If you’re allotted 40–45 minutes, this means that you can start breaking down this into “attention units”. 45 minutes in effect means two units of twenty minutes each, with five minutes to spare for an intro or outro. Perfect! You can then start to craft your keynote as not one talk, but two connected ones, complete with a powerful transition.
A transition is a signal to the audience that you’ve moved from one part of your talk to another, and needs to establish that the audience can take a breath, let go of their previous focus, and establish a new one. Such transitions needn’t be long, as they exist primarily as a kind of mental pause. My preferred technique is a slightly longer story or joke, one that might not even seem that connected to the whole — you’re trying to get the audience over a lull in focus, not introduce a new key point. I’ve also seen speakers take an actual pause in the middle, which sounds clunky but can be done more deftly than you might realize.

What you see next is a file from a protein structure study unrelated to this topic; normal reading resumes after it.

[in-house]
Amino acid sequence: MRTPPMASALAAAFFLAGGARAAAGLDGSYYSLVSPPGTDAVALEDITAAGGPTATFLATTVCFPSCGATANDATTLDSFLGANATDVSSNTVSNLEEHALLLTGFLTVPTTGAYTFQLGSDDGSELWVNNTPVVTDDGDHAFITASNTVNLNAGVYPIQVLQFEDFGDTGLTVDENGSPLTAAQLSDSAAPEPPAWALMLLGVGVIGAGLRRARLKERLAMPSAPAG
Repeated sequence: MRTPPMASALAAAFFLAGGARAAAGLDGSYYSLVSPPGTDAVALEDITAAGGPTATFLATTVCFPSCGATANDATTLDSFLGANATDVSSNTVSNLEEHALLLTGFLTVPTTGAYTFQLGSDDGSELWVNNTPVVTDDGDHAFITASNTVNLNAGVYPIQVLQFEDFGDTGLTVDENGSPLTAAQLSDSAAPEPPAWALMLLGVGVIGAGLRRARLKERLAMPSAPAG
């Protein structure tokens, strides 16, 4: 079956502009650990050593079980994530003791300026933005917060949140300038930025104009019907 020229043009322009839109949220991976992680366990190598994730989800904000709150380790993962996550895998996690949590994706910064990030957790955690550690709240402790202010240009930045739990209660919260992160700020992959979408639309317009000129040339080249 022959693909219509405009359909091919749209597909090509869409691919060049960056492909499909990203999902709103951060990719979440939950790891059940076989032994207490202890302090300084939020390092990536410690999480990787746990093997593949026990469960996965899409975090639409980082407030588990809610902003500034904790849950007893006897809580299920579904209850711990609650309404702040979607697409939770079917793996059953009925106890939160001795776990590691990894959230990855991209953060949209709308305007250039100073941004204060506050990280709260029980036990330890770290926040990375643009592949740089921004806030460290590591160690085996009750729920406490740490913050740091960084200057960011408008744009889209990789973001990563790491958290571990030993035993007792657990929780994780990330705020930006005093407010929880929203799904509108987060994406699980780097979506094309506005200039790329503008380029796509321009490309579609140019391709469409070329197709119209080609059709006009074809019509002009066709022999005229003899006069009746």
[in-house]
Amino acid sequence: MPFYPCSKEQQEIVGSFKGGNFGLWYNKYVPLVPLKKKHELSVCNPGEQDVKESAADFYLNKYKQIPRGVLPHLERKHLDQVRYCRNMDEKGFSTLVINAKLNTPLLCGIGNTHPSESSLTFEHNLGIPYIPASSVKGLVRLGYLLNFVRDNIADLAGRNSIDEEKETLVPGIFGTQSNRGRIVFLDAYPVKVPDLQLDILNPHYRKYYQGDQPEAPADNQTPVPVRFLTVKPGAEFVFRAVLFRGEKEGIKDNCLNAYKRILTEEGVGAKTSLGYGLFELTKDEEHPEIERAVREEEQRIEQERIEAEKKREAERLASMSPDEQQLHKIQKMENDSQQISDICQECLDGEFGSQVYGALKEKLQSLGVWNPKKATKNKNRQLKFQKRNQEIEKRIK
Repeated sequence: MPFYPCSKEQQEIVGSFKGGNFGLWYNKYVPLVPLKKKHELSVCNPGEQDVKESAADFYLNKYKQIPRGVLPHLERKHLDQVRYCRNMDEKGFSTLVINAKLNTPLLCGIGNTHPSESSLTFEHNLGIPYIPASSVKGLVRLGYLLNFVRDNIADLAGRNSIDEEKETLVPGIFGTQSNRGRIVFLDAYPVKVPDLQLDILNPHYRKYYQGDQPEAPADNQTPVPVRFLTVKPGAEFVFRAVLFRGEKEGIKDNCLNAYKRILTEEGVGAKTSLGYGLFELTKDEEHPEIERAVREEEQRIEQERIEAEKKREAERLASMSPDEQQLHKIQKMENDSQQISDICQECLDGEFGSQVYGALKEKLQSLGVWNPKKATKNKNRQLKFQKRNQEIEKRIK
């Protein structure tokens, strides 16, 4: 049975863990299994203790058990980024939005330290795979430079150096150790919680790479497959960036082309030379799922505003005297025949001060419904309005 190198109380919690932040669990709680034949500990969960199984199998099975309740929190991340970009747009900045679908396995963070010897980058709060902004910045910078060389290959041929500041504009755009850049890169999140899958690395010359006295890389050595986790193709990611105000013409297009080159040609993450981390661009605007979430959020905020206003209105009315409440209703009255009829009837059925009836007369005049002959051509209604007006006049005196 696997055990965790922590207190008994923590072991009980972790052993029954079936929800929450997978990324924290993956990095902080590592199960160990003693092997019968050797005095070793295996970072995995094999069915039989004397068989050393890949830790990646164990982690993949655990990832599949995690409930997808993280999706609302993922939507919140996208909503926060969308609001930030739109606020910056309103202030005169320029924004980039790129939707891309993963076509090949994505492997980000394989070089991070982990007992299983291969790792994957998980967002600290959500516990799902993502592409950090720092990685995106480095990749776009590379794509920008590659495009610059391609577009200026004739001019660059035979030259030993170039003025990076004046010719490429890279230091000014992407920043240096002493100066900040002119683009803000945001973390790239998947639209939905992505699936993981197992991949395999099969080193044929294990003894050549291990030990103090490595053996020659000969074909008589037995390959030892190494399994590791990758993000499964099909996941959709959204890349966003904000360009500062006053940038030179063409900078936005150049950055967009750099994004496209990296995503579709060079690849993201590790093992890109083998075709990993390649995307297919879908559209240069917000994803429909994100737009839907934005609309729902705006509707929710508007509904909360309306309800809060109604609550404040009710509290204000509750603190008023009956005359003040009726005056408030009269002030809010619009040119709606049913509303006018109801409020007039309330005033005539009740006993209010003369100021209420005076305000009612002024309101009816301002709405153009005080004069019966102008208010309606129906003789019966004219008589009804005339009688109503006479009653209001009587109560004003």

By breaking down your speech to smaller units, about the length of a TED-talk, you can then start to think about how you will deliver your now partly independent key points. Do you want to do a long intro, or jump straight into a problem. Do you want to make both parts of your speech structurally similar, to give them a kind of harmonious rhythm, or do you consciously want to change tack mid-way to give the speech a sense of dynamic energy? I am personally in the latter camp, but have seen great things achieved with almost identical structures in the earlier and the latter part of a speech.